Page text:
E is for Emotions

As part of our A-Z of Adtech series, this week two of our Insights team, Holly Morrison and Johanna Hansson, looked back at one of Bodyform’s most innovative and thought provoking ads entitled Blood, in order to showcase the different layers of emotional response captured by biometric versus survey methods.

To do this we’re going to look at two different methods of capturing and analysing emotional responses, the different results these provide and the importance of combining these to give brands a complete view of an ad’s emotional performance.

Generally we find that positive emotional responses increase brand effects and give an uplift in sales volume when compared to rational or unemotional ads. This is because an emotional video allows the viewer to connect with the brand, to create memories and build brand perception, such a connection has a tendency to filter through to follow-up intent. As a result it is vital for brands to understand the emotions their ads evoke.

Based on the survey data for Bodyform’s ‘Blood’ ad, we can see that a UK national representative sample had an intense positive emotional response in line with the UK norm, and women aged 18-34 showed a slight uplift. Inspiration, pride and amazement came through as the strongest positive emotions.

emotional responses

It is important to note that the emotional response for ‘Blood’ likely could have been stronger had it not been for a large proportion of viewers feeling confused by the content. Confusion tends to heavily impede emotional responses, as it has a tendency to influence the focus of the viewer which often changes to annoyance rather than engagement. The ad also saw a noticeably high level of disgust from viewers, emphasising the polarising effect of the ad.

Driving cognitive responses often results in an amplified emotional response. However, in this case surprise and shock are likely, due to the blood and the intensity of the imagery, and hence these responses are likely drivers of inspiration and pride but also disgust.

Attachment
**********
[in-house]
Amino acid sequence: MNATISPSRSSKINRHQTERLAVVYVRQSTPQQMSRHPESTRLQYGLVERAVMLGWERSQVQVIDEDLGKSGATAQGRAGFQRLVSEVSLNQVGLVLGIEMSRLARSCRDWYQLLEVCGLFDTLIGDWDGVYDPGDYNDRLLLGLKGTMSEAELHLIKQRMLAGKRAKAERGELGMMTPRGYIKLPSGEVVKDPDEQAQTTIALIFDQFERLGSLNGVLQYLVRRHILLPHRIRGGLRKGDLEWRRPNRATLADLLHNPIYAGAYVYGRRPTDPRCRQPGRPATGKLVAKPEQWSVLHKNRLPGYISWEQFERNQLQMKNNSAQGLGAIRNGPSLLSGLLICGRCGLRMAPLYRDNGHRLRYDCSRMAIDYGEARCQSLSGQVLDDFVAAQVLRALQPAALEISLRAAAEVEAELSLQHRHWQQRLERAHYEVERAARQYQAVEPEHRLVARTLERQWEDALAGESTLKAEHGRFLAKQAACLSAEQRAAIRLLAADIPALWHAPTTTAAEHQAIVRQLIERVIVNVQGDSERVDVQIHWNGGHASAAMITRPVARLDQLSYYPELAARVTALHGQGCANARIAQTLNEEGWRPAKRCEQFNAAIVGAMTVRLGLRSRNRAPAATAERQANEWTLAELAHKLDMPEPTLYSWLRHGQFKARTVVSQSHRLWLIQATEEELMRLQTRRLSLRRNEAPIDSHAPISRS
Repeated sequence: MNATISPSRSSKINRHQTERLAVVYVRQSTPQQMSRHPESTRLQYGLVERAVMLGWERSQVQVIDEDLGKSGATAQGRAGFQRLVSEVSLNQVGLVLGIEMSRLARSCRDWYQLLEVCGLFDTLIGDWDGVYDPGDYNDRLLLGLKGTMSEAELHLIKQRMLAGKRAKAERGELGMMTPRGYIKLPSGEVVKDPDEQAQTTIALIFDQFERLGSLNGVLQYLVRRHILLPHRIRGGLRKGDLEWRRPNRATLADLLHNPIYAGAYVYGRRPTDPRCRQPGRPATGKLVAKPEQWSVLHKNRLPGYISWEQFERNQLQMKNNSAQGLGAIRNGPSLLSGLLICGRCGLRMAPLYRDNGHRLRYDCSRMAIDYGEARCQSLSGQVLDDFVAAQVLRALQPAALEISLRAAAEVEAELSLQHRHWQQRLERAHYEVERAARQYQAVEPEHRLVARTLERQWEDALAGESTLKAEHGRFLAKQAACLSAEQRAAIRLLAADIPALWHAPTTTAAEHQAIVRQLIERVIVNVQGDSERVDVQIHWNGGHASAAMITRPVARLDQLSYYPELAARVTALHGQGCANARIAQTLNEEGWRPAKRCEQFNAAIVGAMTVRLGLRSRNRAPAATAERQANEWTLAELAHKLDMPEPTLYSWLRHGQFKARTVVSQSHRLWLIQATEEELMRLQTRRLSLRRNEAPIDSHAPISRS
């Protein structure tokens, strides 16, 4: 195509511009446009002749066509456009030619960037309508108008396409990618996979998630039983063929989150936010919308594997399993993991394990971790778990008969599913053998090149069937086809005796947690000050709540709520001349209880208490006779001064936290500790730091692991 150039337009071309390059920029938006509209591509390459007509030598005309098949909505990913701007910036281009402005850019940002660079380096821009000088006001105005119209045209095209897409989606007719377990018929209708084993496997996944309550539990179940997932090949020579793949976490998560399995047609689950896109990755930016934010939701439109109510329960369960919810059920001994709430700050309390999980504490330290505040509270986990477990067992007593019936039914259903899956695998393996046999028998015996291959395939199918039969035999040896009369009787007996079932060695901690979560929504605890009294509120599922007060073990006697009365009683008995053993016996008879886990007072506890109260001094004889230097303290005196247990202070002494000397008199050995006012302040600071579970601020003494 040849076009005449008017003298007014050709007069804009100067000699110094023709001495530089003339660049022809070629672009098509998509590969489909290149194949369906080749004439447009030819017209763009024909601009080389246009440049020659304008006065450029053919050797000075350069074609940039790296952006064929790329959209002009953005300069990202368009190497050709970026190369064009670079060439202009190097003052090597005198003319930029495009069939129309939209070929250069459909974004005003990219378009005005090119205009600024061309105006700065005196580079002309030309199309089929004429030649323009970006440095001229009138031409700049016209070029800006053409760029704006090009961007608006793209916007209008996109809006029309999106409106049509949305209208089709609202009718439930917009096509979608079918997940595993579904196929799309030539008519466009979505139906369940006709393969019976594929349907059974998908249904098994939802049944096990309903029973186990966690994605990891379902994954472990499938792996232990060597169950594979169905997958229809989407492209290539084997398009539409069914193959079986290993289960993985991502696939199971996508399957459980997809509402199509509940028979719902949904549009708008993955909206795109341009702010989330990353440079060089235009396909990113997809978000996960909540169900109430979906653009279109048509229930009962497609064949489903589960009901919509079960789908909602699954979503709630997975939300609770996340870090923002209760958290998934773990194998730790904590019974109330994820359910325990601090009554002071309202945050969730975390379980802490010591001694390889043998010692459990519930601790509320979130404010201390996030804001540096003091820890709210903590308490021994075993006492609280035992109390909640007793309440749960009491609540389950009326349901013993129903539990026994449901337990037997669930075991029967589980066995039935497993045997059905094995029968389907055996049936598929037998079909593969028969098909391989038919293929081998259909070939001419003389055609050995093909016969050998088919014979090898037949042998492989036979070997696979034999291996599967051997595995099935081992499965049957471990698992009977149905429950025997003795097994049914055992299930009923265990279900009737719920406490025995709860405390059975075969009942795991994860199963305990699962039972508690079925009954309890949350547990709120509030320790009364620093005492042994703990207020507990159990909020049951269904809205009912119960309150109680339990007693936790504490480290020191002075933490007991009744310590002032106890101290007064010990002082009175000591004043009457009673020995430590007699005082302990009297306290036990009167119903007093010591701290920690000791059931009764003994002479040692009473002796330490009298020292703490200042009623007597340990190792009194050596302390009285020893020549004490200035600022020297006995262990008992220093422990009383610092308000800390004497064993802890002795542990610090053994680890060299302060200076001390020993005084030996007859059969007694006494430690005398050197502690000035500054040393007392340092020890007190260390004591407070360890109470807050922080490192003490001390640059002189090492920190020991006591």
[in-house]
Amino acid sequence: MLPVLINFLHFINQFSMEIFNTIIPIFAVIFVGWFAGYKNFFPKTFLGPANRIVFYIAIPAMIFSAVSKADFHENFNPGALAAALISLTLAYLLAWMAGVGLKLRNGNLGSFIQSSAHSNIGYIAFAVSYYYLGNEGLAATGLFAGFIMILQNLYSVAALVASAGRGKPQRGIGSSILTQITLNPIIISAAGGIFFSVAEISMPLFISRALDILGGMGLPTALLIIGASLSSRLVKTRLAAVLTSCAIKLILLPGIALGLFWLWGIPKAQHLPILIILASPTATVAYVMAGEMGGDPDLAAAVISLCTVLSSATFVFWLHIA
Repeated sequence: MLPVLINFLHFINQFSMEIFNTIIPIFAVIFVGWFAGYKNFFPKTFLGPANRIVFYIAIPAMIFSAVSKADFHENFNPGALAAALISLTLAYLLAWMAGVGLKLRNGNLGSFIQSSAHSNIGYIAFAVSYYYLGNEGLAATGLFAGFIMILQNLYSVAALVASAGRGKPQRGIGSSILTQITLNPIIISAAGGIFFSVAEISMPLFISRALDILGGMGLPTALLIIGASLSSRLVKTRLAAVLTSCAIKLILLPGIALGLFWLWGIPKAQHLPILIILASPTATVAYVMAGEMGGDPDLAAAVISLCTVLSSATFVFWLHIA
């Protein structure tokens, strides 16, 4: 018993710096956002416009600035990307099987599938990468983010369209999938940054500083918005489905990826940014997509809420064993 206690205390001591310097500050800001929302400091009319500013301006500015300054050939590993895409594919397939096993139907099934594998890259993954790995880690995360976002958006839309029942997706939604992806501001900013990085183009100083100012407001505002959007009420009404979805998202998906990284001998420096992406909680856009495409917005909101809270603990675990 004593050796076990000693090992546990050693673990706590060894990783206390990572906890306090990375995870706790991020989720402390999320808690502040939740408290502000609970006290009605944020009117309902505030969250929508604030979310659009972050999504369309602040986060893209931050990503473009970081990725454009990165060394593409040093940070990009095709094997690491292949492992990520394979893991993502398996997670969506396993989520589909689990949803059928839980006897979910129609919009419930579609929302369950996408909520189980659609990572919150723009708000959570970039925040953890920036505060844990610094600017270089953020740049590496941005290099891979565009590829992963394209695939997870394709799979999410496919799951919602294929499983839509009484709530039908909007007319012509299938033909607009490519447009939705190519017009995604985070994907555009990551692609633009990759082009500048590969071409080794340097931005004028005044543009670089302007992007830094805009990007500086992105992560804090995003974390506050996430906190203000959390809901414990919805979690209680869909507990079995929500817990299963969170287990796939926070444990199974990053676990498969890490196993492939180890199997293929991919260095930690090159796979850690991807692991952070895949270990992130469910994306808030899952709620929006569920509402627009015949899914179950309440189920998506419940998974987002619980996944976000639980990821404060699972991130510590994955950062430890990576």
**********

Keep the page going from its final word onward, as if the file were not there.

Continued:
This survey result provides the brand with crucial information as it is evident the ad has evoked key emotions in line with the theme of empowerment, although it is worth noting that these could have been further amplified by avoiding high confusion and disgust.

Biometric facial coding is another way to trace emotional engagement, specifically subconscious responses. The emotions selected by viewers shown in the survey results show the overall emotional response. Facial coding further helps to understand exactly which scenes drove these responses. This is necessary to get a full picture of what emotions the ad evoked and the key scenes driving these.

Facial coding emotional responses

The facial coding results for ‘Blood’ show that viewers predominantly smiled after the woman clicks her toes and the music intensifies. It can be deduced that the lack of smiles in the first half of the video could be due to viewers being a combination of surprised and confused by the content, as seen from the survey. The facial coding also shows that music played a key part in this video in influencing viewers’ emotions, as many peaks in smile where accompanied with the music intensifying or restarting.

The subconscious reactions captured by facial coding adds an important layer of analysis that helps in explaining the inspiration, pride and amazement evident in the survey results. In turn, this allows Bodyform to know which specific scenes to edit in order to drive their overall positive emotional response. If the brand was to make a shorter version of the video to drive incremental reach they could use the facial coding results  to pick the strongest elements of the video that evoked the greatest reactions from viewers.

Facial coding results delve into what subconsciously moved the audience to the extent that they expressed those emotions in the survey. This demonstrates the crucial argument of taking both measurements into consideration; survey data lacks colour without facial coding, whilst facial coding alone does not offer the emotional granularity and robustness as quant data of a survey. Together these two measurements of emotional responses form a holistic picture of how the ad moved the audience.

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